This different type of treatment is one of the underlying themes in Dimberg’s work. “I’ve always felt that crime fiction is excellent at taking on such social themes, maybe because crime investigations strip away the façade of everyday life. That said, I tried to set up the story so the themes would rise naturally, rather than be forced onto the reader. Finn is of a much lower social class than the Martins, though her intimate access to them gives her a false impression of closeness. She openly aspires to be part of their class. Wishing to be part of the uber-wealthy is hardly uncommon in America and is why we regard wealthy celebrities with such rapt fascination. By the final draft, Finn was more complicated—certainly more attached to the Martins, far more vulnerable, but also more secretive, and with more of an edge.”

Dimberg worked on this story for about six years, chipping away at it until she could resolve her main challenge: “Finding time to write and maintaining the habit even when it saps your free time, while publication is never a sure thing.”

To find her agent, Dan Conaway, she cold-queried. “I suddenly wished I’d moved to New York after grad school or had run a blog or social media account with thousands of followers—but I hadn’t. I focused on making the book as good as it could be, and that turned out to be enough. In many ways, I feel so lucky: Dan is a fantastic agent who sold my book to a smart, insightful editor who’s a pleasure to work with.”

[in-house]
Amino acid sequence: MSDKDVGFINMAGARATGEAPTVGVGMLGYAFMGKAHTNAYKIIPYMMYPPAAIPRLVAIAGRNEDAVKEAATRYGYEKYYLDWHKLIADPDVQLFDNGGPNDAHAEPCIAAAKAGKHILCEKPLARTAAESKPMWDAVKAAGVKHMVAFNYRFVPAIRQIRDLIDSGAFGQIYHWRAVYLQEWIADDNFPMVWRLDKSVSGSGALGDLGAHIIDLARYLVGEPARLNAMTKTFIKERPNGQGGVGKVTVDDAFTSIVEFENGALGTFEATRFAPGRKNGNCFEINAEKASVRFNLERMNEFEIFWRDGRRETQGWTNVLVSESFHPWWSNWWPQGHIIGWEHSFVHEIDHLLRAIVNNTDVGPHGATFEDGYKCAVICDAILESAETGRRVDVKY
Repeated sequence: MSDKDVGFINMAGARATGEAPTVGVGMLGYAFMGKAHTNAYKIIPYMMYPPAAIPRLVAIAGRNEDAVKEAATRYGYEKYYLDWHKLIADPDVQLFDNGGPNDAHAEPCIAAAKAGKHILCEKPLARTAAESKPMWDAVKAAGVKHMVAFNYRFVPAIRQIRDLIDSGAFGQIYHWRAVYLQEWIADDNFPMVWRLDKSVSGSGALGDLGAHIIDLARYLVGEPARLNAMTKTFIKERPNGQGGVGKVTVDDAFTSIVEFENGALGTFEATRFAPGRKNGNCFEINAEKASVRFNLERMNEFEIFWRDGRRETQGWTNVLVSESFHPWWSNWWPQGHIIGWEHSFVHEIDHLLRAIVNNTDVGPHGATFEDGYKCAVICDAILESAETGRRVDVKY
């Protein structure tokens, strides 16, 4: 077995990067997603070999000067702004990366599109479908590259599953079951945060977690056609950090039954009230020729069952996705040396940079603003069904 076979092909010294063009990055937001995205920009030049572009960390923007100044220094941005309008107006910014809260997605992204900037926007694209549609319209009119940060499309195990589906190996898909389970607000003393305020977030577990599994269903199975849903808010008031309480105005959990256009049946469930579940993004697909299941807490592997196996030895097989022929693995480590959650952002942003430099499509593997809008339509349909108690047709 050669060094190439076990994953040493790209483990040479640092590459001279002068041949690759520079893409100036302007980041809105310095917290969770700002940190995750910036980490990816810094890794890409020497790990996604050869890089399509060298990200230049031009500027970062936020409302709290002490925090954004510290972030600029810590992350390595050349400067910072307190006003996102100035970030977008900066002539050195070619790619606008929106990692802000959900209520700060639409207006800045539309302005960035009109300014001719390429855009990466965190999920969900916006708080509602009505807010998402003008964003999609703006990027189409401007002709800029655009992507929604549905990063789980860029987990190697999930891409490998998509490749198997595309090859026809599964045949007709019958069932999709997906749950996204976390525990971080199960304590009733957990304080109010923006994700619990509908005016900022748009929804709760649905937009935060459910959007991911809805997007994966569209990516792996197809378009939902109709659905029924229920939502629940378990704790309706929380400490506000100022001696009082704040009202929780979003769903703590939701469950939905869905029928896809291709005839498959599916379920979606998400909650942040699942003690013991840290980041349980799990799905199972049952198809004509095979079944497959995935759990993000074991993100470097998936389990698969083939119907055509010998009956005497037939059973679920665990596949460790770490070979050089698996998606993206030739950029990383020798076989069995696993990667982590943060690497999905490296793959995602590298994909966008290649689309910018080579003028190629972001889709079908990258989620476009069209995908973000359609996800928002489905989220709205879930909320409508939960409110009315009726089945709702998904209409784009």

What did she learn about this process that she might pass on to aspiring writers? “Be patient, and put your writing first.”

Great advice. We can hardly wait for her next novel—a standalone crime thriller surrounding a high-profile internet personality.


Kelsey Rae Dimberg received an MFA from the University of San Francisco and studied at Barrett Honors College of Arizona State University, where she was editor-in-chief of the literary magazine, Lux. GIRL IN THE REARVIEW MIRROR is her first novel.

To learn more about Kelsey Rae Dimberg, please visit her website.



Millie Naylor Hast